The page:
Five Nights at Freddy's (PC) review
"Horrific resource management and jump scares galore."
Horror and I have always had a rather difficult time. I have a hard time with it, since I'm so susceptible to immediately taking the piss out of games that are try-hard scary and they typically have a hard time getting to me. I've been rather cauterized to horror; I blame binge playing Quake 2 on the N64 when I was six. In fact, the only horror game to consistently get to me is Silent Hill 2, and that's because of one thing: atmosphere. Dread is a much more powerful emotion than fear. Fear just incites a reaction; dread stifles reactions. Five Nights at Freddy's does dread fantastically.
Five Nights at Freddy's core gameplay is essentially a resource management game in which you keep an eye on four murderous mechanical mother-humpers so that they don't kill you. Beyond this, you've got controls for the blind spot outside your two (!) doors and a button to close said doors. Having just one door would make it easy. Having two makes it absolutely terrifying, since looking at one camera leaves the other unsupervised. One of the things that Freddy's does differently from other horror games is that the game is essentially unscripted. Rather than predictable pop-scares that happen in games like Amnesia that are great for the first or second time through until you memorize where all the spooky stuff happens, Freddy's works through an essentially unpredictable -if simplistic- AI. This helps keep the aforementioned dread at peak levels. Will you have an easy night where everyone pretty much stays to themselves, or will they be at your throat for the entire six hours? You can't know until you're through.
Going back to the controls, the incredibly restrictive nature of them is really what sets this game over the top. The structure of the building is such that the security office is flanked by two narrow hallways, giving credence to the fact that you're stuck there. In other horror games, you always have the option to turn tail and run. Here? You can't, in both gameplay and story. All of these factors make a horror game that truly is timeless. It's a game that remains scary even after playing through it once, due to its inherent unpredictability.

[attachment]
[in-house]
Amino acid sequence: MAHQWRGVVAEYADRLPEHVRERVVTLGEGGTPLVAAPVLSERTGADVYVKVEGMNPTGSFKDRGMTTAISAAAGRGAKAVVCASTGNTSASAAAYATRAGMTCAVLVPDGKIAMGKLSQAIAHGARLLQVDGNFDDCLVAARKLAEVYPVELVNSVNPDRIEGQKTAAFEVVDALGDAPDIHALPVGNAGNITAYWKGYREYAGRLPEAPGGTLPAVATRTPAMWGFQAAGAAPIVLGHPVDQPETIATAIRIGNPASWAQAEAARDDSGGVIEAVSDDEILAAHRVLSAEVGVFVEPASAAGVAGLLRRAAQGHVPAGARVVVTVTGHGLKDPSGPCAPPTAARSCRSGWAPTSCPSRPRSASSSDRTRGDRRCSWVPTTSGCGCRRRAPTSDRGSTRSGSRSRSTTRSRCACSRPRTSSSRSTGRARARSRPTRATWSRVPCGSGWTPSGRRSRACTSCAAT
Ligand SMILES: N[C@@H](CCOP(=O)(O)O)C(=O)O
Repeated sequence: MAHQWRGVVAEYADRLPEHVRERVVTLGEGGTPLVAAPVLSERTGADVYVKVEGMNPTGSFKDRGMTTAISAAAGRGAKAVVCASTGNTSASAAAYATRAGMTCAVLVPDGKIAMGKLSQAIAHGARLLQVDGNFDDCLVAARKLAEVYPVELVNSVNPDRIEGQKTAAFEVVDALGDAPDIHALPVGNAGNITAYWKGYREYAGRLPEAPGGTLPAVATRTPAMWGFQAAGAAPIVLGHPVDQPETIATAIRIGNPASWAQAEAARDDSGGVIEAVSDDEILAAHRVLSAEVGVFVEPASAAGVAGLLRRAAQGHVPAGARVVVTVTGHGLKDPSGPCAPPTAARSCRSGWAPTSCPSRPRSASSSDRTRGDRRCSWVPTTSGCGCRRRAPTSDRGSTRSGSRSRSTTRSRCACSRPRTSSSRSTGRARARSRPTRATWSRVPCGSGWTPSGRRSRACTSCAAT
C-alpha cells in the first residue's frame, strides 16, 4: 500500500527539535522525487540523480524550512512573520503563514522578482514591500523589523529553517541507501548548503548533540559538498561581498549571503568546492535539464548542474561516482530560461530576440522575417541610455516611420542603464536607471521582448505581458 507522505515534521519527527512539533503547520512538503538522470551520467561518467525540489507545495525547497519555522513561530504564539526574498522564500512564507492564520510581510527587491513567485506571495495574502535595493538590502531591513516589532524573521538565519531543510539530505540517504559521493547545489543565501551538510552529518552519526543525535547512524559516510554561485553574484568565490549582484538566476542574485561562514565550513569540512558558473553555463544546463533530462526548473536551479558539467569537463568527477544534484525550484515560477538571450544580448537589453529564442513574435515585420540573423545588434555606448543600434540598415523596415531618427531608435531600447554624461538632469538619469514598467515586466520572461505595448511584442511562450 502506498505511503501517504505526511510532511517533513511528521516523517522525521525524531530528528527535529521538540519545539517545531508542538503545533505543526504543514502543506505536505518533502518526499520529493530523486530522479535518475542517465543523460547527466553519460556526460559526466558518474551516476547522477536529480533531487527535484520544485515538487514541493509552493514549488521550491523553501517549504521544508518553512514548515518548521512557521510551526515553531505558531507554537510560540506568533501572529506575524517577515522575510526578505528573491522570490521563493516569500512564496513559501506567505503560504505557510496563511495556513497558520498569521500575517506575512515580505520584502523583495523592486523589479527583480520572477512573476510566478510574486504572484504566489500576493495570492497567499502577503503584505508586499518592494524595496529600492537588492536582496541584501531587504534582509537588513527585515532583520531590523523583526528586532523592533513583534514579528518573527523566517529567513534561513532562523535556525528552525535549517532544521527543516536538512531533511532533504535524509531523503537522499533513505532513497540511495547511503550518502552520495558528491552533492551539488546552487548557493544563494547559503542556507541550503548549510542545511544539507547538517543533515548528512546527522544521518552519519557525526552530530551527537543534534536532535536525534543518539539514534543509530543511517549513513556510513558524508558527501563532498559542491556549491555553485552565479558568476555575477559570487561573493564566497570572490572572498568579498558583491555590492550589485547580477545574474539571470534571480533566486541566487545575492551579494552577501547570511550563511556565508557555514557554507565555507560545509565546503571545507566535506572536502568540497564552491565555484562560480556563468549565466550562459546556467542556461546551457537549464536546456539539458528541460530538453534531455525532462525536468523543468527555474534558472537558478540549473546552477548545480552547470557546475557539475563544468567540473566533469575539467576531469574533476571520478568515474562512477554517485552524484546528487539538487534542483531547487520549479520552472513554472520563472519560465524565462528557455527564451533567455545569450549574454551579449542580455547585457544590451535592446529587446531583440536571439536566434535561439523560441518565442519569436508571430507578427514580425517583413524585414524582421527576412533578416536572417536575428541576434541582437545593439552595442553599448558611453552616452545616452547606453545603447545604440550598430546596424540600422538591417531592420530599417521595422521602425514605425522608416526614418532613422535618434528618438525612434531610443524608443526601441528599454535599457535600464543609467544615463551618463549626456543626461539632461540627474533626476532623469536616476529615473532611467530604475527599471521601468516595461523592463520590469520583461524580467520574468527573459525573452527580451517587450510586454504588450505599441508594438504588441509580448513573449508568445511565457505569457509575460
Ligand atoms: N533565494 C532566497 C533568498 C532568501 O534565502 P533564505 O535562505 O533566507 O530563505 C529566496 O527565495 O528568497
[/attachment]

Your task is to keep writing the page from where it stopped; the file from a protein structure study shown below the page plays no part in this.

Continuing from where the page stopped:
What doesn’t help is the fact that this game does not have resolution scaling which is inherently harmful to the game experience. What I usually end up doing is Alt+Enter-ing once the game loads and then maximizing once more so that there aren't any hideous stretching of images. Apart from that, this game really is quite good from a visual perspective. The art style is superb for the style of game this is, there's loads of small touches (like handprints on Freddy's face; don't believe me? Look on the wiki.), and it does the great thing of being realistic enough to not look a Lego construction, but still obscure enough in detail to let your mind conjure up the rest. That's why high-fidelity horror games don't work as well as some of the lower-fidelity ones: there's no space for your mind to work against you and add in all the details you really don't want to see.
Unlike in a lot of genres, a masterful audio design is absolutely imperative to the horror game experience. This game has a masterful audio design. The ambiance, the sound effects, the hallucinations... it's all fantastic. A game that absolutely must be played with headphones. I don't have much else to talk about here, but just know that this game's audio direction is one of the best I've ever seen in a horror game (and that's stacking up against Amnesia, Slender, Fatal Frame 1-3; in fact, the only thing comparable in sound direction is Silent Hill, and that's just for the Yamaoka headed ones).
I can sincerely see this game being one of my top five games of the year, and for five dollars, you really can't go wrong if you're a fan of horror but not so much a fan of just jumpscares. This game isn't about jump scares. It's about the aforementioned sense of dread; something that most horror titles just don't get.
Community review by TechieRefugee (October 25, 2016)
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